We see literacy as a medium through which marginalized communities can try to regain control of their lives, and negotiate with the world. Most of what is written of the working classes is by people from another class and the “higher” castes. The absence of written language has been used to push people down for generations now.
In Muskaan, our experience has been that literacy is really not a tough skill to crack as long as one is able to give it adequate time. So if children are able to come regularly for a year, they usually learn to read and write. An older child starts engaging with texts even within a stretch of a three months residential camp.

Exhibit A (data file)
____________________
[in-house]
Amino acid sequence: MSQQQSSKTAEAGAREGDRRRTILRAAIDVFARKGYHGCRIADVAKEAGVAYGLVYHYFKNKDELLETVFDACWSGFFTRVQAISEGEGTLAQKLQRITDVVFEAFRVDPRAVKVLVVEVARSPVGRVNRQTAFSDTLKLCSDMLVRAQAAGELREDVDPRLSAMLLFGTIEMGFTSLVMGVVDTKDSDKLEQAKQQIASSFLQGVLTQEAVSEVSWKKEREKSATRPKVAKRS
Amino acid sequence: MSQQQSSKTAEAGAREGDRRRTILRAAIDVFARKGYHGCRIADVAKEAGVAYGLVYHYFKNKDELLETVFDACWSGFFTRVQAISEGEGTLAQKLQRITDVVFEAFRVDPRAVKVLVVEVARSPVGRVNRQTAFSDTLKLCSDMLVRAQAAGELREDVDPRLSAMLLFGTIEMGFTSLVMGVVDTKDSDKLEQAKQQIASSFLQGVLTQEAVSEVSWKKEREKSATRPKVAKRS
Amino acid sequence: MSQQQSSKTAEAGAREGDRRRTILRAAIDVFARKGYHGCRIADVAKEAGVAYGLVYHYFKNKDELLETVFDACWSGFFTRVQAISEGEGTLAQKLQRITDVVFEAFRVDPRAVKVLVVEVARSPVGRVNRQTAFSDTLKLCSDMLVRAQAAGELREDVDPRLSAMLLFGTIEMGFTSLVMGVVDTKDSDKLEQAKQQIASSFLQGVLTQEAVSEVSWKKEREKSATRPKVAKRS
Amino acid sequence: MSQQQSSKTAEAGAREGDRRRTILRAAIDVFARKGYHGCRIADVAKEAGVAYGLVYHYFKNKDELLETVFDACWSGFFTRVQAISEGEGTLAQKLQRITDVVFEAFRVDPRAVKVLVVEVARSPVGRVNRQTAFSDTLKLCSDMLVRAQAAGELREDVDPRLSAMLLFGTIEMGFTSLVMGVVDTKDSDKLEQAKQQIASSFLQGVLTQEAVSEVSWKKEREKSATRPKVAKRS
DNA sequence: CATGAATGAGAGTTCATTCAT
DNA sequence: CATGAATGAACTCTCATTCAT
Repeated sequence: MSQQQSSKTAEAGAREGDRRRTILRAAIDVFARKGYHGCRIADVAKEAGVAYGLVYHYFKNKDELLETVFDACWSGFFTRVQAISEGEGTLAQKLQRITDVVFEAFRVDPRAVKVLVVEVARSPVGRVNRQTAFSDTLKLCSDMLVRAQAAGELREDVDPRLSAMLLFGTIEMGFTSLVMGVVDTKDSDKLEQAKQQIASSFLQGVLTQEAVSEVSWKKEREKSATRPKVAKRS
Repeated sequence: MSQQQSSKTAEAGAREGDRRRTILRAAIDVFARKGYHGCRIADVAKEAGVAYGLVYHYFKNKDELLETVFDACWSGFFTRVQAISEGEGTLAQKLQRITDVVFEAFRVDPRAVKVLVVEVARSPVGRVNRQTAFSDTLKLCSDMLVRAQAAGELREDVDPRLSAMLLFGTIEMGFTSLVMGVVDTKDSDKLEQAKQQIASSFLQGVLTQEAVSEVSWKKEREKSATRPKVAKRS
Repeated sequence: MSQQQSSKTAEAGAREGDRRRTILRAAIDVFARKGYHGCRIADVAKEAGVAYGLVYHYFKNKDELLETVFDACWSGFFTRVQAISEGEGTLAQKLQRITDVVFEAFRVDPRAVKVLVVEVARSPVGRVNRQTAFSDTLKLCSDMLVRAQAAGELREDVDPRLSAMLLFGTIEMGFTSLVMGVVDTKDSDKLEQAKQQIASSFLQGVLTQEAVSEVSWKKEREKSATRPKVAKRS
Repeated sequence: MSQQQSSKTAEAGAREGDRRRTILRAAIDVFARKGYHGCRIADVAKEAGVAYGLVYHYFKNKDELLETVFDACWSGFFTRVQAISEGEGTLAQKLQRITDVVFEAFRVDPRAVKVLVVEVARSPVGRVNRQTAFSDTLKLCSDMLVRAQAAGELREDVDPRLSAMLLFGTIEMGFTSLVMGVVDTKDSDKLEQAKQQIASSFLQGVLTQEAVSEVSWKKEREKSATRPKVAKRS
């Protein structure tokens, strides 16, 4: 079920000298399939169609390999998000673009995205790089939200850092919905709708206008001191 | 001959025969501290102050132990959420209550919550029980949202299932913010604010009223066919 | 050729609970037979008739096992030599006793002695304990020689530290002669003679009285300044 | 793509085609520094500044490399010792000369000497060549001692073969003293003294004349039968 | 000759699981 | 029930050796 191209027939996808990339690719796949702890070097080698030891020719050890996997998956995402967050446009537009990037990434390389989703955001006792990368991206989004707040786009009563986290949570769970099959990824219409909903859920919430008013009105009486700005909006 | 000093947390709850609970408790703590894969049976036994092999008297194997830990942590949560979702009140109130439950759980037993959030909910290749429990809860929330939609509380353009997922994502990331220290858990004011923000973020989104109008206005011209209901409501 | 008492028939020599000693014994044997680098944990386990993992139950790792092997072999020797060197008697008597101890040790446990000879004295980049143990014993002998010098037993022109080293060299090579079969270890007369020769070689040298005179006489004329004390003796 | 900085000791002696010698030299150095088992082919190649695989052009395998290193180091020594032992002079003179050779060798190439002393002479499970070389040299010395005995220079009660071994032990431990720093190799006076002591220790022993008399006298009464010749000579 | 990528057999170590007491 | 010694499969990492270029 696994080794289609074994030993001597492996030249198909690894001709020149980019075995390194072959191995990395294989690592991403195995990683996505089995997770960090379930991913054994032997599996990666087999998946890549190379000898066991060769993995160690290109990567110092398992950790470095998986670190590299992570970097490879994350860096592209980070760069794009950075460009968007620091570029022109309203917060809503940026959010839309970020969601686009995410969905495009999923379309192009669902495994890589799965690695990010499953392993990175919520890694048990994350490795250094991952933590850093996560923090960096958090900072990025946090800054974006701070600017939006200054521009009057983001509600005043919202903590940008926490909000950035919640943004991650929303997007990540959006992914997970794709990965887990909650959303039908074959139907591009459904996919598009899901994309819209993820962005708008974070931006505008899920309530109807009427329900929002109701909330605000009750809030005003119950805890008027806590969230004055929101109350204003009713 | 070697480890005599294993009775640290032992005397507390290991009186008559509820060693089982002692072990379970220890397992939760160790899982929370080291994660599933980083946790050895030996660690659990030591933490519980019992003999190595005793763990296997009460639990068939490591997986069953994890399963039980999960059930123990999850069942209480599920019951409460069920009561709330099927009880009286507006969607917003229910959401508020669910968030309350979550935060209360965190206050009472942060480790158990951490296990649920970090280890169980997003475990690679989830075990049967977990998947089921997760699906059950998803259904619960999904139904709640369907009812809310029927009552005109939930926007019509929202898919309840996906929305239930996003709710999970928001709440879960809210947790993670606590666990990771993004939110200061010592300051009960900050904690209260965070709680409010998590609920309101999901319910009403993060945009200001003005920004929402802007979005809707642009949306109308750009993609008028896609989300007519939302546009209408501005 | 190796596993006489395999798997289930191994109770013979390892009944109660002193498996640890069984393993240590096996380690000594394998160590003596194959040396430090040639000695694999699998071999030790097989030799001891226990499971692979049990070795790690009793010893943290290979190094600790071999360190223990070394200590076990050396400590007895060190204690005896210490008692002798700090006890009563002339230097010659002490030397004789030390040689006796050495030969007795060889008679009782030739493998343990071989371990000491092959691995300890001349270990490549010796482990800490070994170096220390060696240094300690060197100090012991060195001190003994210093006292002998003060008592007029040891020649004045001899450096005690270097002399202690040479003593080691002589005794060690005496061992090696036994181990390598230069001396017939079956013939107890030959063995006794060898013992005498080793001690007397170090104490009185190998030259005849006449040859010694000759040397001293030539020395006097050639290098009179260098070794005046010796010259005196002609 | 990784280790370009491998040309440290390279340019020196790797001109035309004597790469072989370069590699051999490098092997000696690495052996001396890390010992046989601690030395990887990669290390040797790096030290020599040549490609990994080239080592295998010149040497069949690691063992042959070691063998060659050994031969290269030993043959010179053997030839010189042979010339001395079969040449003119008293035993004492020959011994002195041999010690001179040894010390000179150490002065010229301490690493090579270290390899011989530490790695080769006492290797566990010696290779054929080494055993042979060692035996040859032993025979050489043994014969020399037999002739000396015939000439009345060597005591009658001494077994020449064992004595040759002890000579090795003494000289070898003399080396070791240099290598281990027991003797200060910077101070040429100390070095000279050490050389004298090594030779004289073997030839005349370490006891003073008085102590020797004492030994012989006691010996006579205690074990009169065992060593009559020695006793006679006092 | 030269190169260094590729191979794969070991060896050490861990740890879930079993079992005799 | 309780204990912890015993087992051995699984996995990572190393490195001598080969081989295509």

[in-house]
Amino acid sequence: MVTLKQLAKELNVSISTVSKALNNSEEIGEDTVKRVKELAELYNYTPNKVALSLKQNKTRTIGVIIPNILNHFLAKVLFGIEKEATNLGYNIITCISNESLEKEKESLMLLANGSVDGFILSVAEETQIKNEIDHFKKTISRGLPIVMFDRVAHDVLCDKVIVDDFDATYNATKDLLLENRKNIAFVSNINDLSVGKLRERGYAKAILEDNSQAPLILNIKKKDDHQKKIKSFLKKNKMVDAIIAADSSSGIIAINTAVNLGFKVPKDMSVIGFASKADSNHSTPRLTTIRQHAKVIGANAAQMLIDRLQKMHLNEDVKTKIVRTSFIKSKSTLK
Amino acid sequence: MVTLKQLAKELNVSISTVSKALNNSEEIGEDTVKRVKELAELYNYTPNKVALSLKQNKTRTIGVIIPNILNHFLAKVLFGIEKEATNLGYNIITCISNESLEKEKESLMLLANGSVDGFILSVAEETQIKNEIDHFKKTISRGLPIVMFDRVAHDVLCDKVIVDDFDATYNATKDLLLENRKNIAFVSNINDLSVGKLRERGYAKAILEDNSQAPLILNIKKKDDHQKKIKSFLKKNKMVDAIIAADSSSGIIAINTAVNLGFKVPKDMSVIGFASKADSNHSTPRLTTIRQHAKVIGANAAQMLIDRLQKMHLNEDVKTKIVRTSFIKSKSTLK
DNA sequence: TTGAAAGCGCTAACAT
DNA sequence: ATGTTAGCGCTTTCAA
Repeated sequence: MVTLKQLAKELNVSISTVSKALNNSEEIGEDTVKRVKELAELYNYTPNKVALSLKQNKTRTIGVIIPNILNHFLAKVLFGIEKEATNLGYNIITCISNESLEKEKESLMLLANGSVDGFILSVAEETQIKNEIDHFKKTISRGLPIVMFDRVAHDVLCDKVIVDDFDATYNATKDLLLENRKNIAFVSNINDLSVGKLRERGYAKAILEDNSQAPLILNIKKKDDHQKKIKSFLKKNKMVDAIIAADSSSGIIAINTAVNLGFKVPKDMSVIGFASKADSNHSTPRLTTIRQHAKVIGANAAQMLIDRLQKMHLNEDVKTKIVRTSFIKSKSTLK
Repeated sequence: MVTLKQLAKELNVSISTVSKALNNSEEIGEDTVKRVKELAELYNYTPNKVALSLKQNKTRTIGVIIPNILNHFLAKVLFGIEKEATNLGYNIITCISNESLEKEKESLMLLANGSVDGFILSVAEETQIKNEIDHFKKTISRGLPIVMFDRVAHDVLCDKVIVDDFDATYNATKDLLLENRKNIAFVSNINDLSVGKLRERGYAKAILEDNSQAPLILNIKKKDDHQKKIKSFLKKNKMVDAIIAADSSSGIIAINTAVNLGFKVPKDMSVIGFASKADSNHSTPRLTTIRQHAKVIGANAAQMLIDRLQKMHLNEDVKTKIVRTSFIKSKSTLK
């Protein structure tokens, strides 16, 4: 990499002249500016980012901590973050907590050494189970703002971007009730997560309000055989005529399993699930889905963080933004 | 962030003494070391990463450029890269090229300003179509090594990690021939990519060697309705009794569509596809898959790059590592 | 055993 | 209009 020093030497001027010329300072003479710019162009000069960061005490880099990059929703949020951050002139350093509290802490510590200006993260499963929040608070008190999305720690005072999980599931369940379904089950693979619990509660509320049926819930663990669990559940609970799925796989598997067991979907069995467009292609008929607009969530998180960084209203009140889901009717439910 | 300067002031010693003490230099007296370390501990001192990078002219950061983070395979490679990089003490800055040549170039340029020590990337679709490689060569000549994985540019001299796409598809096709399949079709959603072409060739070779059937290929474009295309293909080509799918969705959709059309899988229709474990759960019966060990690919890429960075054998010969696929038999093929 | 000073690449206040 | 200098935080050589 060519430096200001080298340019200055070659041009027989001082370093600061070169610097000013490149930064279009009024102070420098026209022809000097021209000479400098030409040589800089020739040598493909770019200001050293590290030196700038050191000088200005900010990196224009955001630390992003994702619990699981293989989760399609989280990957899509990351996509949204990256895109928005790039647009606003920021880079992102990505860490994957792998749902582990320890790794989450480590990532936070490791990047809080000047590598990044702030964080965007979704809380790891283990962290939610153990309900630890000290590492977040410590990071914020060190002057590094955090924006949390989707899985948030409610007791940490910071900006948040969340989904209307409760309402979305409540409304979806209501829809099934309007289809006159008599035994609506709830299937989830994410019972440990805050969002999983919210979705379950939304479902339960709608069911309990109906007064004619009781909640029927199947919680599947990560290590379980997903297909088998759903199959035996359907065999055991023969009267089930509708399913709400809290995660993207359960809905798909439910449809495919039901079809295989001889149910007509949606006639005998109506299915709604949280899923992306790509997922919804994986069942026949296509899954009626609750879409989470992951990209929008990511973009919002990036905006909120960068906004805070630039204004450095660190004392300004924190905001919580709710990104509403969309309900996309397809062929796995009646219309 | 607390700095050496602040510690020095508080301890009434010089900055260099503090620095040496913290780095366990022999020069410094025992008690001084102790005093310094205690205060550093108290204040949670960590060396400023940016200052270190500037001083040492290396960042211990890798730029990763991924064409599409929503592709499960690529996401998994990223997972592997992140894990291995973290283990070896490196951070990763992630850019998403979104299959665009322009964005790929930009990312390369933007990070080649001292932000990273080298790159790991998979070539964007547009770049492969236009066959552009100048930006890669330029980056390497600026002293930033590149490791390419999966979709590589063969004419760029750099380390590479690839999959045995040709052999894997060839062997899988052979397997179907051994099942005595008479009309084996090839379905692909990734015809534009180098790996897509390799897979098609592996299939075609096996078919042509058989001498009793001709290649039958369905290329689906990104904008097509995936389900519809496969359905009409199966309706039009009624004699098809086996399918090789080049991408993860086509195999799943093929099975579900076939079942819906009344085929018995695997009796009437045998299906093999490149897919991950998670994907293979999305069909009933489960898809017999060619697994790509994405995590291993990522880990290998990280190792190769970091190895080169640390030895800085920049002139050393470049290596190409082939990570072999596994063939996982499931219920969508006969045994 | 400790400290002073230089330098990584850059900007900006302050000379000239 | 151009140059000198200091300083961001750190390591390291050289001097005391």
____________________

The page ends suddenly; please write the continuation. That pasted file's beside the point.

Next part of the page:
We start with story telling in the early childhood centres and then slowly introduce books. Children whose parents have never been to school don’t know that one reads left to right and top to bottom, which a child from a middle class family would learn unconsciously when she looks at her father reading a newspaper or when her mother reads out a story to her and flips through the pages and in pre-school. These small differences are not so small; this is just one example, but everyday, the process of marginalization just becomes deeper and deeper. The marginalization takes place sometimes actively by us, sometimes by our inertness, sometimes by not thinking enough because that would be challenging our existence and requires us to change the ways we think, act and live.